Opinion : Why English?
English is no longer just the language of tourists and expats. It's the oxygen of international life, commerce and culture in Berlin.
Berlin - You might be asking yourself: “Why is Berliner Zeitung doing an English Edition? And why now?”
The short answer: because English is everywhere in Berlin. And it’s not going away any time soon.
Look at the grafitti in my neighbourhood.
Scrawled on the rail bridge round the corner: “Bad liver and a broken heart." Enough to make you cry.
And then, under your feet, written in chalk: “System change – not climate change!”
“Poo and bums.”
What? Among the all the tags, slogans and stickers - nearly all in English – somebody wrote that cryptic message with a sharpie on a power box.
A few metres on is a nice counterpoint, also in English, a poster advertising “CUNT ethics & SQUAT constellations”, a “fictive live performance exchange” that took place in August at the Uferstudios in Wedding.
My favourite local message is the handwritten poster hanging in a neighbouring groundfloor window screaming “WHEN DID WE BECOME LIKE THIS?” with no further explanation.
In these puzzling times, this open-ended question can be interpreted in any number of ways. To me, what’s interesting is that its creator felt compelled to say it in English. For some reason, people seem to think that saying things in English lends them more gravitas or perhaps more universality. I’m not sure. One thing is for sure: English is wildly popular among non-Germans and Germans alike.
From the menu of your coffeeshop to the placards and speeches at a Black Lives Matter or Fridays for Future demo, there it is.
The entire world speaks English, of course. More so than ever. But Berlin feels more soaked in the tongue of Byron and Beyonce than ever before – and recently even more so than even Anglo-friendly Scandinavian capitals like Copenhagen, which I visited this summer and felt pretty provincial compared to Berlin.
When I moved here 20 years ago, speaking English too loud in a tram in the eastern half of the city would reap you scowls and the occasional curmudgeonly comment. Today, most Berliners – if they’re not speaking it themselves – seem resigned to the ubiquity of English. Sadly, their ire is often spared for speakers of less privileged languages, as seen in the often two-faced German reactions to multilingualism in families: English and French are considered cosmopolitan and sophisticated and seen as a great advantage for the kids who speak them. Arabic and Turkish not so much.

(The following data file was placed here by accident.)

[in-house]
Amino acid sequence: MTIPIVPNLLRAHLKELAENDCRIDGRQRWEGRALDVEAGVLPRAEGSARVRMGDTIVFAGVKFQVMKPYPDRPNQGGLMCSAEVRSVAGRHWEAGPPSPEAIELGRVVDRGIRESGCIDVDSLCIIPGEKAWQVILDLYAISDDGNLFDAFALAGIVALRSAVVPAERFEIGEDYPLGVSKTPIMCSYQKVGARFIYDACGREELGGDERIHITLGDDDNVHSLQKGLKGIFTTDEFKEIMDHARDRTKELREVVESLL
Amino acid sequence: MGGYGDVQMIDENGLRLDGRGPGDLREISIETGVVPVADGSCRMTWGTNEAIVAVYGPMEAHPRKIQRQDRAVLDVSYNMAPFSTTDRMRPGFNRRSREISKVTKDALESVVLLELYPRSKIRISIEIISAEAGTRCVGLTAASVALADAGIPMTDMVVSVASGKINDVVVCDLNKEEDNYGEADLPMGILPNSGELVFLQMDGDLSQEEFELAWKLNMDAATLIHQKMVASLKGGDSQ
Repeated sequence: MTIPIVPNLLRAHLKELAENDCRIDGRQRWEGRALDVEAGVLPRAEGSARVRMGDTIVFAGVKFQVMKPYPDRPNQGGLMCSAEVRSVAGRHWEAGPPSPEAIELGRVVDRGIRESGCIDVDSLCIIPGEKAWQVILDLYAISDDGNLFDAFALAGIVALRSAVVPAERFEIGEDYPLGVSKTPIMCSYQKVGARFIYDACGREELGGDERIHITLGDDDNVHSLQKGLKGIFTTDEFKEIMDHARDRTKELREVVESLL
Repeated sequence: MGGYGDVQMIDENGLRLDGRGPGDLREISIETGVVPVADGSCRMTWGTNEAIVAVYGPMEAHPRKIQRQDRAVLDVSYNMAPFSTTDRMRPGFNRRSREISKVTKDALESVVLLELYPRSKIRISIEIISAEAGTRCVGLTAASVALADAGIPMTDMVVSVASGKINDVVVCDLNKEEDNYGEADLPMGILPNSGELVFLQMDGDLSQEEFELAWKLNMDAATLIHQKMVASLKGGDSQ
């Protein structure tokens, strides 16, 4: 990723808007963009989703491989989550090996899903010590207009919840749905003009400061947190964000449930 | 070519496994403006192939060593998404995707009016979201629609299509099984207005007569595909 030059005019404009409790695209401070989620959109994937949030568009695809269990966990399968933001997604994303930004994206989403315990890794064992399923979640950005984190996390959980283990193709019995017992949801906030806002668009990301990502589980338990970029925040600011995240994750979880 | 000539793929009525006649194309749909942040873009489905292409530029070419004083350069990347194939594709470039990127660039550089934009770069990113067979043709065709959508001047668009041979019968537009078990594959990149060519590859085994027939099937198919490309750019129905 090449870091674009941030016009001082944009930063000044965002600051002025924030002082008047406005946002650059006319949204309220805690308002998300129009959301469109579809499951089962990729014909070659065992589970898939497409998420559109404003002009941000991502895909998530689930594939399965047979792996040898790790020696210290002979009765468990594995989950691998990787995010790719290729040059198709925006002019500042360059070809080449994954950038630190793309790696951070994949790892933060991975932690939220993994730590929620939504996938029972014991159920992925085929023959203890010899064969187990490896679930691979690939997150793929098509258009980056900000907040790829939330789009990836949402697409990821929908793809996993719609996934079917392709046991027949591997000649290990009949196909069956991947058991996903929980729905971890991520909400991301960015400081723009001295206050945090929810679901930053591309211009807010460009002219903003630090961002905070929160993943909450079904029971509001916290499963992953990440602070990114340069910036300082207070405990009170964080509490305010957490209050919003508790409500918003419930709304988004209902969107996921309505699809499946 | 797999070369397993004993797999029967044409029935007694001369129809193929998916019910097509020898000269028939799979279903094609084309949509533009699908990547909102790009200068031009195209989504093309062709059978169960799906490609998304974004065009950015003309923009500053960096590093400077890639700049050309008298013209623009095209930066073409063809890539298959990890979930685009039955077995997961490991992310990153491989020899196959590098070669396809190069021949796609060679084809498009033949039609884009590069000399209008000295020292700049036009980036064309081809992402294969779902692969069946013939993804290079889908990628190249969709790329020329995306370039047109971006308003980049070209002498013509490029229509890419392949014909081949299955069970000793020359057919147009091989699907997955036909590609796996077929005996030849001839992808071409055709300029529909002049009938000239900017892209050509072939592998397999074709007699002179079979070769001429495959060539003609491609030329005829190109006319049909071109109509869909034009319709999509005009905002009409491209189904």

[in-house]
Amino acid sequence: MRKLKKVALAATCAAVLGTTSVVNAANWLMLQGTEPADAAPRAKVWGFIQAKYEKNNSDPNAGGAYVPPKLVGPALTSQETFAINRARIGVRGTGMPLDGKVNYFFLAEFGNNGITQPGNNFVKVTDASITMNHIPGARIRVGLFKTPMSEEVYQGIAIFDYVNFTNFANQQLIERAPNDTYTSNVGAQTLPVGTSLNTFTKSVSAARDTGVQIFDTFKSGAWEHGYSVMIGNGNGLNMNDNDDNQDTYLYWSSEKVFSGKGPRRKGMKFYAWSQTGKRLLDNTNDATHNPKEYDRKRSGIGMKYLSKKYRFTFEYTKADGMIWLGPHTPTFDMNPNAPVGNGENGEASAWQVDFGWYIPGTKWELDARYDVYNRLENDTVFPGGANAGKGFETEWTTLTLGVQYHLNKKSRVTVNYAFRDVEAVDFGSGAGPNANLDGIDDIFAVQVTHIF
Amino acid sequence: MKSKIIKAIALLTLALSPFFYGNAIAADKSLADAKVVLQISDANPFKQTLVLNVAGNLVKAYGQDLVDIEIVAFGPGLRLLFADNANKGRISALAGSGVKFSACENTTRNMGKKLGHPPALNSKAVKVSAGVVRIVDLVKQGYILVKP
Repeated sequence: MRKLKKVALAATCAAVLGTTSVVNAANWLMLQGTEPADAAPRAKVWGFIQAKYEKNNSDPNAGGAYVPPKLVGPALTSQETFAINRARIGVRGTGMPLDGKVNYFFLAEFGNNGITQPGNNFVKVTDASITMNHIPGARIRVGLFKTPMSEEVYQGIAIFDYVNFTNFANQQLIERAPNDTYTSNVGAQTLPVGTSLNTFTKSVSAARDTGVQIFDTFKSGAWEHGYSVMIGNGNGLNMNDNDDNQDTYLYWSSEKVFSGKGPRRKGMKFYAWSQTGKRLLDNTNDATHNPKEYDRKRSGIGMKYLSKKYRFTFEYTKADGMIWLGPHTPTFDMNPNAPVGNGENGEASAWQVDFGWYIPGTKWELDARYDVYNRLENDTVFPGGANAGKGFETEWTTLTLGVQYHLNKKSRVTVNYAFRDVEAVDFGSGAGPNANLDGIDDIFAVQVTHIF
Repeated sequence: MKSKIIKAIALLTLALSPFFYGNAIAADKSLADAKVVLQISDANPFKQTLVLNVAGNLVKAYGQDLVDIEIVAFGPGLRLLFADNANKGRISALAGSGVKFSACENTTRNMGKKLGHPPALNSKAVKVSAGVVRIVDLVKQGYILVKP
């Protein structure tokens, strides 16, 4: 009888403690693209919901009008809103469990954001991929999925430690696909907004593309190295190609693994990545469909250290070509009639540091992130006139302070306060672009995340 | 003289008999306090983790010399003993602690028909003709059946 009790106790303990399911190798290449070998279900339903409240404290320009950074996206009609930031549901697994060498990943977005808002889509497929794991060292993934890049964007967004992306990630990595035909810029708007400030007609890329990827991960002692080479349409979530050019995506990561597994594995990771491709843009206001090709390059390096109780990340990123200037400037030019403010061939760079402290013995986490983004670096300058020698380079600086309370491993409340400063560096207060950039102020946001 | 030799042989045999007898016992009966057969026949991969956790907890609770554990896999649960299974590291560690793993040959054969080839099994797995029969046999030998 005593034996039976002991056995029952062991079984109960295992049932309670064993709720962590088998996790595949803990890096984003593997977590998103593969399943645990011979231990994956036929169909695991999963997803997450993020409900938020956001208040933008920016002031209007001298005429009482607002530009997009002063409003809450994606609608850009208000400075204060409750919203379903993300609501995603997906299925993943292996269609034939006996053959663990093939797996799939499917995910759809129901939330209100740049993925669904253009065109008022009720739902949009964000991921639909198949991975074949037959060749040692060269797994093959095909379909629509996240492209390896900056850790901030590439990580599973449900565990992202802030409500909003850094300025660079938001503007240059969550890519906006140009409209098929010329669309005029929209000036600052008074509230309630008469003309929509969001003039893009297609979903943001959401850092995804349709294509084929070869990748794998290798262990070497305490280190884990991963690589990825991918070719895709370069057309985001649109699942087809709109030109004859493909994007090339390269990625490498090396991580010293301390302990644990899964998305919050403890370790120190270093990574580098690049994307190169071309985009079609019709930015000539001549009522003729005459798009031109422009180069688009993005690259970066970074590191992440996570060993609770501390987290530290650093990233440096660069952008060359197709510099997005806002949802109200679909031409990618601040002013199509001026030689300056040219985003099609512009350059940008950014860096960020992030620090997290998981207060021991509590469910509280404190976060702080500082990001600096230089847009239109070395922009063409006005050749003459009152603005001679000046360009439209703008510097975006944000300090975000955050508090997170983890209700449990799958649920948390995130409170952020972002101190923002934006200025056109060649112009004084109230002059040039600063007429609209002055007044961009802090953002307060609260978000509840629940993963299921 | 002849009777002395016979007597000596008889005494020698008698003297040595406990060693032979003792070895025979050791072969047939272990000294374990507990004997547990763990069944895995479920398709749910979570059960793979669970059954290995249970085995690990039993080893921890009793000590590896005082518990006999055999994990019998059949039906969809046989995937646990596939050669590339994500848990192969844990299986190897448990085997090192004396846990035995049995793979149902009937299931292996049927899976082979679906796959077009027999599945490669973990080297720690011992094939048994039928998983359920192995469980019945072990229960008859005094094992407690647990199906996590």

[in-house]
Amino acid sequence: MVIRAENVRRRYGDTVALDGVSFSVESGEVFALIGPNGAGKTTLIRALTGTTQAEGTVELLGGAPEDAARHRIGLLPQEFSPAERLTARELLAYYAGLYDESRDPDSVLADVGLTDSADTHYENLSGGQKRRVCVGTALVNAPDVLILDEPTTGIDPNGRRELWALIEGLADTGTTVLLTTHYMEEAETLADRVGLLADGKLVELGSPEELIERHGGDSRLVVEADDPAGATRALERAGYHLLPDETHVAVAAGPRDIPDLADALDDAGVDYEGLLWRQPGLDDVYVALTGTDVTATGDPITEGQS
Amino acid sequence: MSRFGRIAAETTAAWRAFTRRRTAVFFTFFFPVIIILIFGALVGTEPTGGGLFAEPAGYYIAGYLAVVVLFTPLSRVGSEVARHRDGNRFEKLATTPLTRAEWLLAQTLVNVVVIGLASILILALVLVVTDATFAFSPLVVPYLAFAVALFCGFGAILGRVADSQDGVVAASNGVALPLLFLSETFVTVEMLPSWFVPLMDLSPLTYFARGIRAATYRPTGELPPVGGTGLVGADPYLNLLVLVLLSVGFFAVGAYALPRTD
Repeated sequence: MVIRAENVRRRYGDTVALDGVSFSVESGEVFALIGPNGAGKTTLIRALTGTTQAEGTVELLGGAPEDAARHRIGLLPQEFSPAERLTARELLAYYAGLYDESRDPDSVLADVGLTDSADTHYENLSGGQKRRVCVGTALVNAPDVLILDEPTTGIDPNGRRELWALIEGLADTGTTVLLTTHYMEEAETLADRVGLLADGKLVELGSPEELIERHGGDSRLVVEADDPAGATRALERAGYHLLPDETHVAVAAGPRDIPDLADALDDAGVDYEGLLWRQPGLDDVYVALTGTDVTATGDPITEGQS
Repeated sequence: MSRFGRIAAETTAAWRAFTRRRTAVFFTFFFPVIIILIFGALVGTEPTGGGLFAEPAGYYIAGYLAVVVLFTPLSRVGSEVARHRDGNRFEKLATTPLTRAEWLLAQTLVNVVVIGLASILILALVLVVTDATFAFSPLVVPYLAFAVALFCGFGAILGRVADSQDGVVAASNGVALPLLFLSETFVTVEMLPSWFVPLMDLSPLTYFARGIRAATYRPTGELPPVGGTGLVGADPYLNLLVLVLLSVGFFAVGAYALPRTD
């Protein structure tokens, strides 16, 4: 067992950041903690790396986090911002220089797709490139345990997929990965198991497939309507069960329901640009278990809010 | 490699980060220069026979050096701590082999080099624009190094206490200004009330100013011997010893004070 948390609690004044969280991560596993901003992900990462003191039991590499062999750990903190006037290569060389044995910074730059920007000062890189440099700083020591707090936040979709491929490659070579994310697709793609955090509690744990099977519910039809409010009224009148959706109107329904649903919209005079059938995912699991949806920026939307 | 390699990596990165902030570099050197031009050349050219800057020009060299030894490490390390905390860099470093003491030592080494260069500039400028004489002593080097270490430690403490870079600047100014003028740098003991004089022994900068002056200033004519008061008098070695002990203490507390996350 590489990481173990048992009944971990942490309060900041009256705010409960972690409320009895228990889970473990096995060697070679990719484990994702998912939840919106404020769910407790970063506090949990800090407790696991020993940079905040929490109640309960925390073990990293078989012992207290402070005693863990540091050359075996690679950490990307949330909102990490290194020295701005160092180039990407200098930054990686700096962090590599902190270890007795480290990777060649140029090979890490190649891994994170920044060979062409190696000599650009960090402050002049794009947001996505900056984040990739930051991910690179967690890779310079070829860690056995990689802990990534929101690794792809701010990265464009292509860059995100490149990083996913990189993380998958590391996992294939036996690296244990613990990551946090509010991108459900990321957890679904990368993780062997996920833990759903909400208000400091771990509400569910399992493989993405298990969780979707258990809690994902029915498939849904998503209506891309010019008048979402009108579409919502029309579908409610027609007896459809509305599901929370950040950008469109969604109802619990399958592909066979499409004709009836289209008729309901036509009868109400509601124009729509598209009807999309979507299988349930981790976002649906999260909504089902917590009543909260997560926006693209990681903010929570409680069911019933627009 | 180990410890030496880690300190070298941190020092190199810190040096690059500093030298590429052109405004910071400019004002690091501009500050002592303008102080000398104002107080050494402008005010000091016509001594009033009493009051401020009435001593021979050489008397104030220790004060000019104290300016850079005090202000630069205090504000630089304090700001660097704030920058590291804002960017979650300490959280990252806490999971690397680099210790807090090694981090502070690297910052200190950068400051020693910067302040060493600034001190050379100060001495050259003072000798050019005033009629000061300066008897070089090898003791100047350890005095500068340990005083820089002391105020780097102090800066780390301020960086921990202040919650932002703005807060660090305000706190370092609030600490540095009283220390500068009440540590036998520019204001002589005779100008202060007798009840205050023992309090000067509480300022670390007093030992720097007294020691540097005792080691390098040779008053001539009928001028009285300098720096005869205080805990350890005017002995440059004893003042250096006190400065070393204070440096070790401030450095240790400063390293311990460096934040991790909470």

English is here to stay – in co-working spaces and offices, in galleries and experimental performance spaces, in start-ups and in NGOs, at the new Tesla factory (the company is actively recruiting bilingual people) and at that huge new Amazon tower that’s coming to Warschauer Straße someday. And, of course, in bars and restaurants. No matter how much German Health Minister Jens Spahn whines about having to order a coffee in English in Mitte, it won't halt the profusion of English-only menus and waiters.
Even if the AfD manage to one day gain support for an amendment to the constitution making German the one and only official language of Germany, English isn't going anywhere. Despite Brexit. Despite the coronavirus, which seems to have barely made a dent in the sheer amount of English you hear on the streets. Until recently, a lot of Berliners would dismiss English speakers they encountered on the streets as “tourists”. When they didn’t go away during lockdown, that myth was shattered once and for all.
Love it or hate it, this language is the oxygen of international life, commerce and art in Berlin and has spread far beyond the “expat” crowd, whatever that is. A Spaniard talking to a Swede in Berlin is likely to speak English. As is a German talking to a Syrian.
Here, at one of Berlin’s iconic newspapers, we’re adapting to this multilingual era. With the Berliner Zeitung English Edition, we aim to serve the city’s ever-more diverse population with essential city news, reportage and interviews on Berlin politics, business and culture - and of course the people who make international Berlin tick.